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From: Cherokee21 DelphiPlus Member Icon8/17/02 9:35 PM 
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 1449.1 
John Howard Payne, author of Home, Sweet Home (1792 - 1852)

Payne, John Howard . N. Y., 17921852. John Howard Payne, a dramatist and
actor of New York city, was born in 1792 and died in 1852. He is to be
remembered by the Cherokee for documenting many traditionals, beliefs
and ceremonies which otherwise would have been lost through our
Removals.

His drama of Clari, the Maid of Milan, contains the famous lyric, Home,
Sweet Home, his chief claim to remembrance. From 1841 till his death he
was United States consul at Tunis, his remains being removed from there
to Washington in 1883. His best plays include, Brutus; Virginius;
Charles II.

Payne journeyed into Alabama and Georgia in order to obtain more
subscriptions and gather information for his articles. Here he
experienced adventures with the Creek and Cherokee Native Americans that
would bring him posthumous fame and recognition, but also threaten his
life.

In a letter to his sister Lucy John Howard Payne gave a complete
description of probably the last Green Corn Dance enacted by the Creeks
east of the Mississippi River. He later compiled a fourteen-volume
history of Cherokee political history, religious history, myths and
legends. Both of these works have proved invaluable to subsequent
ethnographers of Native American culture.

However, Payne was also destined to suffer greatly due to his contact
with the Cherokee Indians. Beginning in the decade of the 1830's the
United States had begun a systematic removal of the Cherokees from their
native lands. Payne, who had become acquainted with Chief John Ross,
wrote passionately of the injustices that had been inflicted upon the
Cherokees, translated various Cherokee documents and began complying
material in order to write a history of the Cherokee Nation. For his
efforts he was arrested by the Georgia Militia in Red Clay in 1835,
jailed for fourteen days, and nearly lost his life in the process. The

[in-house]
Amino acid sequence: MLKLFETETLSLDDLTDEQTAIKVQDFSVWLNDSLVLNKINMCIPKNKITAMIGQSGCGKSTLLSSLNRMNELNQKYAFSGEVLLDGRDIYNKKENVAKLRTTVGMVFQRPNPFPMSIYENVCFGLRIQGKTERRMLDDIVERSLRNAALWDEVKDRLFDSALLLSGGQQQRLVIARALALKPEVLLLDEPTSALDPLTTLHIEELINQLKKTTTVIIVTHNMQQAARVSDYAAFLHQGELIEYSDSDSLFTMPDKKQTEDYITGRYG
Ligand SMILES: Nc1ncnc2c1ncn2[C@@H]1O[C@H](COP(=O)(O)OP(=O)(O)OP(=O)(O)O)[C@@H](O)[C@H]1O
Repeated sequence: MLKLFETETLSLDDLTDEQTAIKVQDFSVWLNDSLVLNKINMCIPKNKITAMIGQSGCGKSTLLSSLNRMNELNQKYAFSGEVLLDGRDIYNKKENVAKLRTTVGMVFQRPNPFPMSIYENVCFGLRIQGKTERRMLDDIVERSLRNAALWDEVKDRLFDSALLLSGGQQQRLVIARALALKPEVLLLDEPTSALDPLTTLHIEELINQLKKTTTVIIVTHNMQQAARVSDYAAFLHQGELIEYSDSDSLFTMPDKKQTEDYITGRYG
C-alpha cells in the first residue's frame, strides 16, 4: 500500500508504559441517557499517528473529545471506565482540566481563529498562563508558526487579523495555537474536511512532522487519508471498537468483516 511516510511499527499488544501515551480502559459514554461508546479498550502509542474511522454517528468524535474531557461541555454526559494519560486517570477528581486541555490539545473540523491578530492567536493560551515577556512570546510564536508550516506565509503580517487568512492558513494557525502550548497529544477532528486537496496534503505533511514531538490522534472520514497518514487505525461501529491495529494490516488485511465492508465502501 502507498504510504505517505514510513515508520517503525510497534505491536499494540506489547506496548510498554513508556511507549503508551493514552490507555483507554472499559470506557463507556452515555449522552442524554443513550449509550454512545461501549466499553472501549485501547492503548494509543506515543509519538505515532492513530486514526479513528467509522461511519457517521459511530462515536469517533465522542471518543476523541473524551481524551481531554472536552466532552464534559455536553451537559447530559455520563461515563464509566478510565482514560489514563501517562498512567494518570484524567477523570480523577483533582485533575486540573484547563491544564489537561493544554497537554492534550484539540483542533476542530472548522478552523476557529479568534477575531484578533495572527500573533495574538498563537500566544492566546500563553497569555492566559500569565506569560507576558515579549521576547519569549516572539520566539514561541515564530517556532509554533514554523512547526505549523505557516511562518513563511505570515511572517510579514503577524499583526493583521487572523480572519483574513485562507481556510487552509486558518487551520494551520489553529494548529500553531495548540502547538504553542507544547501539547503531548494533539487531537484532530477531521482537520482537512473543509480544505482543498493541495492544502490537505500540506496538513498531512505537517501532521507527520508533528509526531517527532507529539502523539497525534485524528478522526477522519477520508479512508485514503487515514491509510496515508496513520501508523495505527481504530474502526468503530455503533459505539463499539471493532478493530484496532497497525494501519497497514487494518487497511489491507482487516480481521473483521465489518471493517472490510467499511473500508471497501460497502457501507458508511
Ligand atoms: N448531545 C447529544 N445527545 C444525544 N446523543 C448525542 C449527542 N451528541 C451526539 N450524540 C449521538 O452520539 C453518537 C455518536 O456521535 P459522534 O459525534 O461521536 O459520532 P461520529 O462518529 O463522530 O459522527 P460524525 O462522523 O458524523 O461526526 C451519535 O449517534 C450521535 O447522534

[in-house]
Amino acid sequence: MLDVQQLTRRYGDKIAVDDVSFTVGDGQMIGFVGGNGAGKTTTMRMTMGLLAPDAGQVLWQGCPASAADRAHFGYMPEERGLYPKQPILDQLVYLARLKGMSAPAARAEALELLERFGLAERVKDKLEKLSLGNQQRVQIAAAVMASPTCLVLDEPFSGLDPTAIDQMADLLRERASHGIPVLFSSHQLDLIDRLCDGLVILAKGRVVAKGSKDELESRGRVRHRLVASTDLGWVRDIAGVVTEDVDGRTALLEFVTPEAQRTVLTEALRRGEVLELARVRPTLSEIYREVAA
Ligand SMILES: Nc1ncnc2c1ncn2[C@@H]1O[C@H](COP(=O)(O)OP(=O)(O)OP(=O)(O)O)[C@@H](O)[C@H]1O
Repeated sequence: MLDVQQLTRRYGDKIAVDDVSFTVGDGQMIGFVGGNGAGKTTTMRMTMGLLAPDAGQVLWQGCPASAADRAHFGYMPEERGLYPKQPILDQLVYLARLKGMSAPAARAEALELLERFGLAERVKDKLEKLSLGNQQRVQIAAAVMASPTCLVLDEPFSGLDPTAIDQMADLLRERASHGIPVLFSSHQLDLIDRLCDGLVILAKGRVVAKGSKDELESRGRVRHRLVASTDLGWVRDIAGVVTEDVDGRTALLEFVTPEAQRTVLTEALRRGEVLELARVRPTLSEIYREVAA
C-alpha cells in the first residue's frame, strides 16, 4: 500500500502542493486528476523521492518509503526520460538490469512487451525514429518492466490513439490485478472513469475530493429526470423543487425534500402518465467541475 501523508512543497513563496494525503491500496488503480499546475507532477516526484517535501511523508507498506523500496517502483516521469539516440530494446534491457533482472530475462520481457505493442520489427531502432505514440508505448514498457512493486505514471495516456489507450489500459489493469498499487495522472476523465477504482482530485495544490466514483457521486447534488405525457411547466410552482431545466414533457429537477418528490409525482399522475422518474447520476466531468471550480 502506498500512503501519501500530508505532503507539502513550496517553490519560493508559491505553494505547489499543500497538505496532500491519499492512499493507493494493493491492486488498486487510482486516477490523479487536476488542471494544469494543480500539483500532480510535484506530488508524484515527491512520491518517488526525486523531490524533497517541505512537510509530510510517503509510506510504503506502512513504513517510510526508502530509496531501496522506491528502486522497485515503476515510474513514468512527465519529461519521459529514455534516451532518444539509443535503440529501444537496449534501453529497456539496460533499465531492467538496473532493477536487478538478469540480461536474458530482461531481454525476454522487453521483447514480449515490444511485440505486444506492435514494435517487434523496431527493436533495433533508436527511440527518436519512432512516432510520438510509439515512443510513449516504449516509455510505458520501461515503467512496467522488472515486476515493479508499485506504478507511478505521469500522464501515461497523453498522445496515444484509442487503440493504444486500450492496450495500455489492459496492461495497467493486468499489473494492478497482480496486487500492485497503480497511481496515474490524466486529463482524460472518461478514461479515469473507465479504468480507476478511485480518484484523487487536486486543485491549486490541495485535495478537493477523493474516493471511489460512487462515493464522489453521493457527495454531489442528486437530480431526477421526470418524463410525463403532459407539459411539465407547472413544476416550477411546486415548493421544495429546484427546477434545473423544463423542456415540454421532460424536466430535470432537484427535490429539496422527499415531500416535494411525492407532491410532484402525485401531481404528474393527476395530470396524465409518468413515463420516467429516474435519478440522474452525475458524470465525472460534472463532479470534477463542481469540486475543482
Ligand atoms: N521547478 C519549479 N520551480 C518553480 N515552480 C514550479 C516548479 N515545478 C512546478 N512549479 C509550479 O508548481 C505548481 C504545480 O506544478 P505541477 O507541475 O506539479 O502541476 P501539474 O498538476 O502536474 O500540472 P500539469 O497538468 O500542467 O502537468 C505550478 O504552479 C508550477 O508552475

Cherokees were eventually moved off their native lands despite protests
and memorials written largely by Payne for the Cherokee leader, John
Ross.

Enjoy this later poem of John Howard Payne:

The Lament of the Cherokee

0, soft fills the dew, on the twilight descending,
And night over the distant forest is bending,
And night over the distant forest is bending,
Like the storm spirit, dark, o'er the tremulous main.
But midnight enshrouded my lone heart in its dwelling,
A tumult of woe in my bosom is swelling,
And a tear unbefitting the warrior is telling,
That hope has abandoned the brave Cherokee.

Can a tree that is torn from its root by the fountain,
The pride of the valley; green, spreading and fair,
Can it flourish, removed to the rock of the mountain,
Unwarmed by the sun and unwatered by care?

Though vesper be kind, her sweet dews in bestowing,
No life giving brook in its shadows is flowing,
And when the chill winds of the desert are blowing,
So droops the transplanted and lone Cherokee.

Sacred graves of my sires, and I left you forever,
How melted my heart when I bade you adieu,
Shall joy light the face of the Indian? Ah, never,
While memory sad has the power to renew.

As flies the fleet deer when the blood hound is started,
So fled winged hope from the poor broken hearted,
Oh, could she have turned ere forever departing,
And beckoned with smiles to her sad Cherokee.

Is it the low wind through the wet willows rushing,
That fills with wild numbers my listening ear?
Or is it some hermit rill in the solitude gushing,
The strange playing minstrel, whose music I hear?

'Tis the voice of my father, slow, solemnly stealing,
I see his dim form by yon meteor, kneeling,
To the God of the White Man, the Christian, appealing,
He prays for the foe of the dark Cherokee.

Great Spirit of Good, whose abode is in Heaven,
Whose wampum of peace is the bow in the sky,
Wilt thou give to the wants of the clamorous ravens,
Yet turn a deaf ear to my piteous cry?

O'er the ruins of home, o'er my heart's desolation,
No more shalt thou hear my unblest lamentation,
For death's dark encounter, I make preparation, He hears the last groan
of the wild Cherokee.

By John Howard Payne, author of Home, Sweet Home.

*Note: Cultural information may vary from clan to clan, location to
location, family to family, and from differing opinions and experiences.
Information provided here are not 'etched in stone'

 
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